Lotus Elise: Future Classic

By: Joe Kenwright

Presented by

Joe Kenwright guides us through the trials and joys of Elise ownership.

Lotus Elise: Future Classic
Lotus Elise

 

Lotus Elise

Exactly 50 years ago, Lotus threw away the rule book and built the Elan - a sports roadster that can still hold its own in 2012. Leapfrogging its antiquated competition was the easy part; containing cost was the hard bit. Lotus was forced to give buyers the choice of building it themselves to keep it affordable. The resulting kit-car associations haunted Lotus until the dying days of the Esprit.

As crash safety and emissions requirements set new and exacting parameters, it was one Elan option never to be repeated. Another inevitable blind alley was a front-drive Elan revival just as the Mazda MX-5 and Toyota MR2 added another degree of difficulty. Both bristled with technology once exclusive to the original Elan and its Europa stablemate, with affordability and longevity as a bonus.

Even if the mainstream British car industry is not what it was, boutique companies have now become the epicentre of the Formula One world. The McLaren F1 and Lotus Elise road cars suddenly allowed the public to access these other-world capabilities - both faithful to the minimalist Lotus philosophy. Significantly, both were inspired by the original Elan.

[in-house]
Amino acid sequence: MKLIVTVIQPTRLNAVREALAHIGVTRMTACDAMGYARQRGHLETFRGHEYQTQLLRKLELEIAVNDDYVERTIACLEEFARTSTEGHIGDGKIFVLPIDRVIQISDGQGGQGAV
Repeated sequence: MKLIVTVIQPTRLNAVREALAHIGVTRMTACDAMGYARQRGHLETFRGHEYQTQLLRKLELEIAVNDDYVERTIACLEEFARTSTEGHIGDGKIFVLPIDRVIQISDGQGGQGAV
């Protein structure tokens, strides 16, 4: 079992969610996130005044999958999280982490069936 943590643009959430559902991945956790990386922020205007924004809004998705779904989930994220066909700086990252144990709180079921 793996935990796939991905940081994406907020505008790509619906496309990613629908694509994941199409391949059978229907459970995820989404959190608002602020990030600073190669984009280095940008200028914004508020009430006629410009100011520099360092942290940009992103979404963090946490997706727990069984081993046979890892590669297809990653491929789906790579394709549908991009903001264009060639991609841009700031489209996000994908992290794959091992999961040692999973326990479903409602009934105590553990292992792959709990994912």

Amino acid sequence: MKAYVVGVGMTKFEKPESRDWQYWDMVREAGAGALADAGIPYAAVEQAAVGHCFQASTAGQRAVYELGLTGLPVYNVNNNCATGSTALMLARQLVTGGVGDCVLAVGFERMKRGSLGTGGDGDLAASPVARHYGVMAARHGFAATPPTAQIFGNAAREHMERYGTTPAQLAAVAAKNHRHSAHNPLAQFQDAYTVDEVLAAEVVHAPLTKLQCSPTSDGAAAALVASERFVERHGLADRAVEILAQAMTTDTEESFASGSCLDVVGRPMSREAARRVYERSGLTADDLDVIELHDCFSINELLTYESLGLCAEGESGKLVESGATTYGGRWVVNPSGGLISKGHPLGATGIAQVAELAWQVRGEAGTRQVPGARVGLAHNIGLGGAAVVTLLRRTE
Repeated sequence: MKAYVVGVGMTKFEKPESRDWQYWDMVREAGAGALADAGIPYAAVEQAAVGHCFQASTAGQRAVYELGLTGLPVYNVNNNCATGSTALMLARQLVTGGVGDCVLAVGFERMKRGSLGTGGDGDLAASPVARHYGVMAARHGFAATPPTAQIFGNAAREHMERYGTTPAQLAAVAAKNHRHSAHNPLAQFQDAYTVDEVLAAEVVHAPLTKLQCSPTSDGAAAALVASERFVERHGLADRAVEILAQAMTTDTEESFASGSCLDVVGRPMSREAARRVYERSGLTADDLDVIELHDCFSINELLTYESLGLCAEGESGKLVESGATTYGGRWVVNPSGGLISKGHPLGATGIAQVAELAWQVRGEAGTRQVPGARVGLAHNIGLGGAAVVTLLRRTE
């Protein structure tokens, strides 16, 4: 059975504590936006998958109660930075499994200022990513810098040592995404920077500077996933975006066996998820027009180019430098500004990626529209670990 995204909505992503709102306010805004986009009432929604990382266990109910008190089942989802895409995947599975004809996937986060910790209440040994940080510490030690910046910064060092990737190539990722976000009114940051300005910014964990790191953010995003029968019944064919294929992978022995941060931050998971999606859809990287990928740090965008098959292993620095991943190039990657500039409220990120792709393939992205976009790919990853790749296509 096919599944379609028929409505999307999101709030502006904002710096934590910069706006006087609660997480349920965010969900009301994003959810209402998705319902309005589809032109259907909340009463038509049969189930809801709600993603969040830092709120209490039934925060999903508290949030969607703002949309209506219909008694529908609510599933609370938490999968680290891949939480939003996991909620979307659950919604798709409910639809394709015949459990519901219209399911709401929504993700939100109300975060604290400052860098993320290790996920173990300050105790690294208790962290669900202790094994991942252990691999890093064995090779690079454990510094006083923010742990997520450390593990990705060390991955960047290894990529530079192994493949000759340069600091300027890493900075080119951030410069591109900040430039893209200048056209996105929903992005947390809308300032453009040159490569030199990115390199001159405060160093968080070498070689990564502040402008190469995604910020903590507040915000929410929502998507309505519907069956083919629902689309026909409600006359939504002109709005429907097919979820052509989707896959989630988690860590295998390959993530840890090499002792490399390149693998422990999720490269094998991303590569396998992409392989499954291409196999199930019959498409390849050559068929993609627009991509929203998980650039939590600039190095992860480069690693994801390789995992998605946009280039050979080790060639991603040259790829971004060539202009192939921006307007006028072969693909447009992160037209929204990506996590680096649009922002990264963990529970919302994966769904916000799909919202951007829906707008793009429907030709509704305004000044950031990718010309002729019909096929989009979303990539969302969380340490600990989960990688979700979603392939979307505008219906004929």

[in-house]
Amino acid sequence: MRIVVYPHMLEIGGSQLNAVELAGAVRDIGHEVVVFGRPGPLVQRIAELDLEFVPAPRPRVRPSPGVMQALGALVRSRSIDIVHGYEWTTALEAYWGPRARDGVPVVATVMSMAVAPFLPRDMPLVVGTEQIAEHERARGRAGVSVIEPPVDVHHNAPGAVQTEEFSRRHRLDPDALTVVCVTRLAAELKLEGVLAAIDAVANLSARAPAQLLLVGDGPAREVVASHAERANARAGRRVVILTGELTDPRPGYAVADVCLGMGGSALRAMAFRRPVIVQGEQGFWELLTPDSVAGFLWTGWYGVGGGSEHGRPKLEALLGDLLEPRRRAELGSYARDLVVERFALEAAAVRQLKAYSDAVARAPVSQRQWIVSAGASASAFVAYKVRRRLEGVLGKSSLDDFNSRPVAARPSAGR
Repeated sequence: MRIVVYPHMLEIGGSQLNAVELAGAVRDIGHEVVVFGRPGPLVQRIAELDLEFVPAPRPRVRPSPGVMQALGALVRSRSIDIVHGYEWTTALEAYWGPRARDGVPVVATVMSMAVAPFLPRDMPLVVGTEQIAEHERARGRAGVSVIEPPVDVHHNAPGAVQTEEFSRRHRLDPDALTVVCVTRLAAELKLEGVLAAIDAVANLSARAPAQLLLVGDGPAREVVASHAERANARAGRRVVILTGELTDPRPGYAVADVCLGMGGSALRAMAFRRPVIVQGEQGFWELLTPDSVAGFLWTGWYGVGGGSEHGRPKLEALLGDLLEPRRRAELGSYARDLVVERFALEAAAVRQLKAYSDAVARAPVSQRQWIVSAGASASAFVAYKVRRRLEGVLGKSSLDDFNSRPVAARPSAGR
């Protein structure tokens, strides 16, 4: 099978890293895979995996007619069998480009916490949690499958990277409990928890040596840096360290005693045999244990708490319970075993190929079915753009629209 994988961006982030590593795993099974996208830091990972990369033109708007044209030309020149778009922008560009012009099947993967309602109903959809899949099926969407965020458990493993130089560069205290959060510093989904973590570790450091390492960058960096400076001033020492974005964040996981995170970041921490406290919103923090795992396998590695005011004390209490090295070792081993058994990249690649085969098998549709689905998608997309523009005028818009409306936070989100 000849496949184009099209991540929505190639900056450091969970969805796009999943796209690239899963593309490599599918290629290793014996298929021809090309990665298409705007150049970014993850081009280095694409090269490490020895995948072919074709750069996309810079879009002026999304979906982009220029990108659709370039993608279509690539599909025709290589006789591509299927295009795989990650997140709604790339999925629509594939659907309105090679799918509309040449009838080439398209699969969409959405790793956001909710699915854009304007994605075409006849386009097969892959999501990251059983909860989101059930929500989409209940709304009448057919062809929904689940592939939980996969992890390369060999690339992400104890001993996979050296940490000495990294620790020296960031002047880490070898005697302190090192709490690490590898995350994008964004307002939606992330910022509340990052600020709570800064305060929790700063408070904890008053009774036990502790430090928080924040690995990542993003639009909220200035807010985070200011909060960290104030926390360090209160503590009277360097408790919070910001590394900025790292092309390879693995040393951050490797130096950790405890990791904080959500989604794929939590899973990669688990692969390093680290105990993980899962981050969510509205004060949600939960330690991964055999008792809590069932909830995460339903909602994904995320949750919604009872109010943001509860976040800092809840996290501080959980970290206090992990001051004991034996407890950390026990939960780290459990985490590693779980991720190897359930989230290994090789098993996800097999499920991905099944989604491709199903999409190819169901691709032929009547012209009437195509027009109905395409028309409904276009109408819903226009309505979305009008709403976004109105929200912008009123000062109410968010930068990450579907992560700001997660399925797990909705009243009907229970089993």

Elise designer Julian Thomson, then owner of a Ferrari Dino 246, drew on the landmark Lotus 23 race car from the 1960s while adding elements of his own Dino and the Ford GT40 to create the original 1996 Elise. Like each of these, his Elise defined a moment in history with a continuity that needed no sub-text.

Staying within the weight of the original rear-drive Elan and mid-engined Europa while satisfying increasingly strict safety and emissions laws dictated a new approach based on extensive aluminium extrusions. A benchmark combination spaceframe and aluminium chassis tub, bonded and riveted together, saved up to 200kg over similar designs. Exquisite, lightweight composite body skins contributed to the final 700kg tally. The Elise re-established Lotus as the pioneer it was in 1962, and the related Vauxhall VX220 and futuristic all-electric Tesla sports car validated the advances.

The Rover K-series engine complemented the Elise perfectly, accounting for a 150kg weight advantage over later Elise powerplants, though early head gasket issues suggested this came at a cost. Track-car minimalism for the road was the theme of the cockpit without looking cheap or disposable. The Stack Racing electronic instrument cluster was as much art as Thomson's exterior. Best of all, it was a hoot to drive.

Its hefty $75,000 ask implied an elderly target market, but to enter the Elise you need to be able to do the limbo, especially with the hood up. Older drivers accessing the fountain of youth won't be sending Elise prices skyward any time soon. As entry prices approach $30,000, it now has the Elan's kit car pricing to entice younger drivers - the Elise's best chance of maintaining future desirability.

 

 


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